The Anti-smuggling Operational Partnerships will inform the programming of the EU’s external funding. Out of the total budget of €79.5 billion of the Neighbourhood, Development and International Cooperation Instrument – Global Europe, indicatively 10% will be dedicated to actions directly targeting specific challenges related to migration and forced displacement, including anti-smuggling.
Communication on the application of the Employers Sanctions Directive
How is the Employers’ Sanctions Directive currently implemented in the Member States?
Member States have transposed the provisions of the Directive on sanctions into national legislation, although the approaches chosen vary significantly, as they are influenced by factors such as different national sanctioning systems, social impact and perception of illegal employment, economic situations and levels of wages, and incidence of illegal employment on the economy. This is reflected in the significant diversity in the range and scale of financial and criminal sanctions, as well as in the different choices made by Member States in the use of measures relating to exclusion from public aid or EU funding or exclusion from public contracts.
What is the level of the sanctions applied to employers?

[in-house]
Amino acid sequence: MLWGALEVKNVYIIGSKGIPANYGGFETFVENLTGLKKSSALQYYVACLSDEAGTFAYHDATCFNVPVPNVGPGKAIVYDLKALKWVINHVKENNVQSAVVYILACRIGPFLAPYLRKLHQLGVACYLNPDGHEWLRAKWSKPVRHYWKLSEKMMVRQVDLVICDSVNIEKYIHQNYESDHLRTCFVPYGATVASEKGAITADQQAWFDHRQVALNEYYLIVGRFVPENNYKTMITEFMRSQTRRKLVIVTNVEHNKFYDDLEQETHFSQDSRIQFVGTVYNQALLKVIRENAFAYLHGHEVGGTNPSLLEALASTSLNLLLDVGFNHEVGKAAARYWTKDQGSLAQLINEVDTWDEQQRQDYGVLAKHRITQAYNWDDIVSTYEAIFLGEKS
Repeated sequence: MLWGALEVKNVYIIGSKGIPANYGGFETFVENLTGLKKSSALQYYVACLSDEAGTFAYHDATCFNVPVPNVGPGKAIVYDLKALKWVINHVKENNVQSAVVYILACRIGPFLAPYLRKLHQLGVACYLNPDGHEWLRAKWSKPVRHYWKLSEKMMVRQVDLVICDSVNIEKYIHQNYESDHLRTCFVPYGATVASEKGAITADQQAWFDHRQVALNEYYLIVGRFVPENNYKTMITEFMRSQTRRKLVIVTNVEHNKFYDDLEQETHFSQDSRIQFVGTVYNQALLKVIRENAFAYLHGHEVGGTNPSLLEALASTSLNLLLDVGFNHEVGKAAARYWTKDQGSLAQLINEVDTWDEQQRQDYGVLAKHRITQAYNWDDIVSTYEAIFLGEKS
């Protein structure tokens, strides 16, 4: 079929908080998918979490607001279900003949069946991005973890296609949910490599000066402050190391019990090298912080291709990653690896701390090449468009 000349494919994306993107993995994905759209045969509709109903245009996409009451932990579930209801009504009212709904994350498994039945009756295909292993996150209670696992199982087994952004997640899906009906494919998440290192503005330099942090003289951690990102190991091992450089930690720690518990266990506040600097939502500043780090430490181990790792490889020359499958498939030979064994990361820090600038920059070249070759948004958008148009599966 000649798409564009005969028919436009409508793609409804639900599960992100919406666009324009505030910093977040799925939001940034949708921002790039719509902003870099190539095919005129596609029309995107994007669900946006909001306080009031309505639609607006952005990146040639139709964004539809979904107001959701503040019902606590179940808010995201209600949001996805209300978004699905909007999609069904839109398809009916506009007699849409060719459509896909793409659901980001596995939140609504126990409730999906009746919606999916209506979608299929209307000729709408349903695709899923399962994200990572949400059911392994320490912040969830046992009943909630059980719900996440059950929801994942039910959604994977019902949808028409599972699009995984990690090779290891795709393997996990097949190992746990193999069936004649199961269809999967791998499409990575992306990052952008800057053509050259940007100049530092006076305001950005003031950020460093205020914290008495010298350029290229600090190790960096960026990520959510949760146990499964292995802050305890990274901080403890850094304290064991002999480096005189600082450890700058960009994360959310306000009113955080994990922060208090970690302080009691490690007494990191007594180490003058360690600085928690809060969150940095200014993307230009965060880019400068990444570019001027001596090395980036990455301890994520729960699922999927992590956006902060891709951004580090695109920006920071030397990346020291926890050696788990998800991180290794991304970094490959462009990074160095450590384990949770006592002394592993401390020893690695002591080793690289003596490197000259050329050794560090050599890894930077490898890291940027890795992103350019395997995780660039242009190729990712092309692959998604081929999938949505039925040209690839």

The Employers Sanctions Directive defines minimum standards for financial and criminal sanctions against employers and gives a possibility of applying additional administrative measures, such as loss of public benefits or exclusion from public contracts, to counter illegal employment. Member States have flexibility in determining the actual level of sanctions, depending on the specific national situation, the severity of the violation or whether the employer is a natural or a legal person. Member States may introduce higher standards than the minimum ones laid down in the directive.
In line with the directive, financial sanctions should proportionally increase with the number of people employed illegally. Available information shows that there are significant differences in different Member States. Minimum sanctions range from €300 in Belgium to approximately €10,000 in Croatia while maximum sanctions range from €3,000 in Belgium, Cyprus and Estonia to €43,000 in Italy.
Criminal sanctions (which may be criminal fines, prison sentences or other penalties) are applied to serious cases with aggravating circumstances such as repeated violations, employing a significant number of irregular migrants or employing them in particularly exploitative working conditions, or employing victims of trafficking in human beings and minors. The severity of criminal sanctions varies between Member States, for instance in terms of length of possible prison sentence, ranging from 8 days to 12 years depending of the severity of the violation.
What happens to irregular migrants employed by employers that are sanctioned?
The Employers Sanctions Directive grants irregular migrants a right to lodge complaints against labour violations and to claim back unpaid wages, within the EU, but also from abroad if they are no longer in the EU.